13 February 2010

Disrespecting "Honest Abe"

During this anniversary week of President Lincoln's birthday, many bloggers have offered hat tips to our sixteenth president.  I'll depart a bit from the norm to offer an excerpt with a different viewpoint:
By the time Lincoln ran for president, writes David Donald, he had become the master string puller in Illinois politics. He was what would today be called a "lobbyist" for the railroad corporations. In the late 1830s he led the effort to get the Illinois legislature to spend more than $10 million on "internal improvements" of roads and canals, none of which were ever finished; much of the money was stolen; and the taxpayers of Illinois were put deep into debt for many years...

As president, one of Lincoln’s very first acts was to call Congress into a special session in June of 1861 to begin work on the Pacific Railroad Bill, which would eventually result in the greatest spectacle of graft and corruption in American history up to that point (the Credit Mobilier scandal). Lincoln benefitted personally from this legislation which gave him, the president, the right to choose the eastern starting point of the government-subsidized transcontinental railroad. He chose Council Bluffs, Iowa, where he had recently purchased a large parcel of real estate that is known to this day as "Lincoln’s hill." Many of Lincoln’s Republican Party luminaries, from Thaddeus Stevens to Justin Morrill and Oakes Ames, and even General Sherman, accumulated fortunes through graft and patronage that was created by Lincoln’s Pacific Railroad Bill...
I found the essay at a libertarian website; it was written by Thomas J. DiLorenzo, who has authored a book about "dishonest Abe." I'm not in any way a Lincoln scholar, and don't know whether any biases have worked their way into the cited essay/book.  Perhaps Lincoln's behavior can be condoned as the "standard practice" of the times.  If someone out there can rebut the facts or cast the behavior in a more pleasing light, please do so.

If not, it's an interesting historical event that gives us a broader understanding of a famous man.


  1. Similar corruption happens today fairly often but we don't condoned as the standard practice of these times. I know very little about USA history but I suspect that misusing public money was considered unethical in Lincoln's time just as it is in ours - the times are not so widely separated that we could expect people then to have a dramatically different morality.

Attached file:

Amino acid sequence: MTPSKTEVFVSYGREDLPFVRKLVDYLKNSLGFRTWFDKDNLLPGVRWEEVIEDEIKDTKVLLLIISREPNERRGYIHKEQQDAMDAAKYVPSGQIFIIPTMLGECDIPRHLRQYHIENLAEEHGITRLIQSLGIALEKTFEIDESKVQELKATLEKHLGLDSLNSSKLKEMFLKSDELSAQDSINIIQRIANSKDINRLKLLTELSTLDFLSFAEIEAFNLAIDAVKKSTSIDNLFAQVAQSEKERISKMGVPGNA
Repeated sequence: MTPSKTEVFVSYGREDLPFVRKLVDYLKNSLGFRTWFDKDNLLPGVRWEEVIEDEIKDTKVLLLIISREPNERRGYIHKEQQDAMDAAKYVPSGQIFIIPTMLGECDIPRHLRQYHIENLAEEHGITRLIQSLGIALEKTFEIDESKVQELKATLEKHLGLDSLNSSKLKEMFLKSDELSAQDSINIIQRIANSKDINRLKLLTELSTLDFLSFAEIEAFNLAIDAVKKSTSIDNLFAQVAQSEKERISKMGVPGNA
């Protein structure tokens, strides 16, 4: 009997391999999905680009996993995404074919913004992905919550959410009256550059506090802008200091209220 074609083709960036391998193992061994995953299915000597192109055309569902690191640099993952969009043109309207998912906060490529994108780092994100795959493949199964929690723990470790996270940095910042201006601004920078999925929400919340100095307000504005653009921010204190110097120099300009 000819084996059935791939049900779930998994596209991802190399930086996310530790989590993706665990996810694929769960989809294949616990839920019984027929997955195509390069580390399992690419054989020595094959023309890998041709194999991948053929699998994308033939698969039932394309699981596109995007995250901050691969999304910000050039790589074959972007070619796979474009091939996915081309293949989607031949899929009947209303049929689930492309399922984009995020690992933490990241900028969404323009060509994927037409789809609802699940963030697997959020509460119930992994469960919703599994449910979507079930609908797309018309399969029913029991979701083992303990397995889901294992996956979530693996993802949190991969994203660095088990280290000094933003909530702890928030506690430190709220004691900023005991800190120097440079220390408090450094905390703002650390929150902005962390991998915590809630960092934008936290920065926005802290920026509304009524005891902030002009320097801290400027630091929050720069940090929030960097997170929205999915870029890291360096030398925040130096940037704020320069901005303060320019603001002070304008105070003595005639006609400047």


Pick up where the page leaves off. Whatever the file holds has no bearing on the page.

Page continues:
2. The deification of Lincoln has obscured for many people the fact that he was a master politician. Had he not been, the fate of the Union would have been very different, indeed. Only a deft manipulator of his fellow man could possible have brought together such a wrangling bunch of special interests and got them working for a common goal.

  3. This was a very interesting post. It has caused me to spend hours researching the events leading up to the Transcontinental Railroad, and it is fascinating to say the least. It was such a large project, with such lucrative results for the railroads, there was guaranteed to be a lot of scandal.

    PBS's "The American Experience" apparently has a show on the Transcontinental Railroad, but I haven't found it on their site yet (where they have other intriguing shows I will be sure to watch over the next few weeks). In case you are interested, the site is: http://video.pbs.org/program/979359091

  4. Mike, thank you so much for your comment. I created TYWKIWDBI primarily as a place to store things, but I'm a retired teacher and it's gratifying when I hear that it has taught something or stimulated some investigation.

    btw, I think "The American Experience" is an outstanding series. I've only seen a few of the programs, but each has been fascinating.

  5. He was a great politician, though I'm skeptical he was as corrupt as the innuendo there. He may have decided enriching his Republican allies was sometimes required.

    In his early years he was mostly depressed and wanted to be a lawyer after he couldn't win a second term in the House of Representatives. I am skeptical he was a 'master string puller' in Illinois politics based on the stories I've read, if only because he practically abandoned politics for a few years. He was a great politician but his private letters reveal a more idealistic man than Donald implies. He was not very rich means before the presidency.


Related Posts Plugin for WordPress, Blogger...